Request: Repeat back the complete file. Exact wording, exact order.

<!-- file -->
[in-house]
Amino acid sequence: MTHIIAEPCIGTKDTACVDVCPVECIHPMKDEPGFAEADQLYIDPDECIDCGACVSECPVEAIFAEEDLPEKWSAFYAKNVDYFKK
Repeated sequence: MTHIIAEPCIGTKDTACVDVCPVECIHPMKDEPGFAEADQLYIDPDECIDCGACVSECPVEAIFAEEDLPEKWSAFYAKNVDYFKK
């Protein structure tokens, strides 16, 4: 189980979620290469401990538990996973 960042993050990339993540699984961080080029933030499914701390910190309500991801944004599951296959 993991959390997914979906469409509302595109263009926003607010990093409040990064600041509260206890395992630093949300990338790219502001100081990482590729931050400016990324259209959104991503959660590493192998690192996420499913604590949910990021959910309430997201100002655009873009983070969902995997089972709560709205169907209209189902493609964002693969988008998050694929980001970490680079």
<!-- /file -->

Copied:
[in-house]
Amino acid sequence: MTHIIAEPCIGTKDTACVDVCPVECIHPMKDEPGFAEADQLYIDPDECIDCGACVSECPVEAIFAEEDLPEKWSAFYAKNVDYFKK
Repeated sequence: MTHIIAEPCIGTKDTACVDVCPVECIHPMKDEPGFAEADQLYIDPDECIDCGACVSECPVEAIFAEEDLPEKWSAFYAKNVDYFKK
């Protein structure tokens, strides 16, 4: 189980979620290469401990538990996973 960042993050990339993540699984961080080029933030499914701390910190309500991801944004599951296959 993991959390997914979906469409509302595109263009926003607010990093409040990064600041509260206890395992630093949300990338790219502001100081990482590729931050400016990324259209959104991503959660590493192998690192996420499913604590949910990021959910309430997201100002655009873009983070969902995997089972709560709205169907209209189902493609964002693969988008998050694929980001970490680079």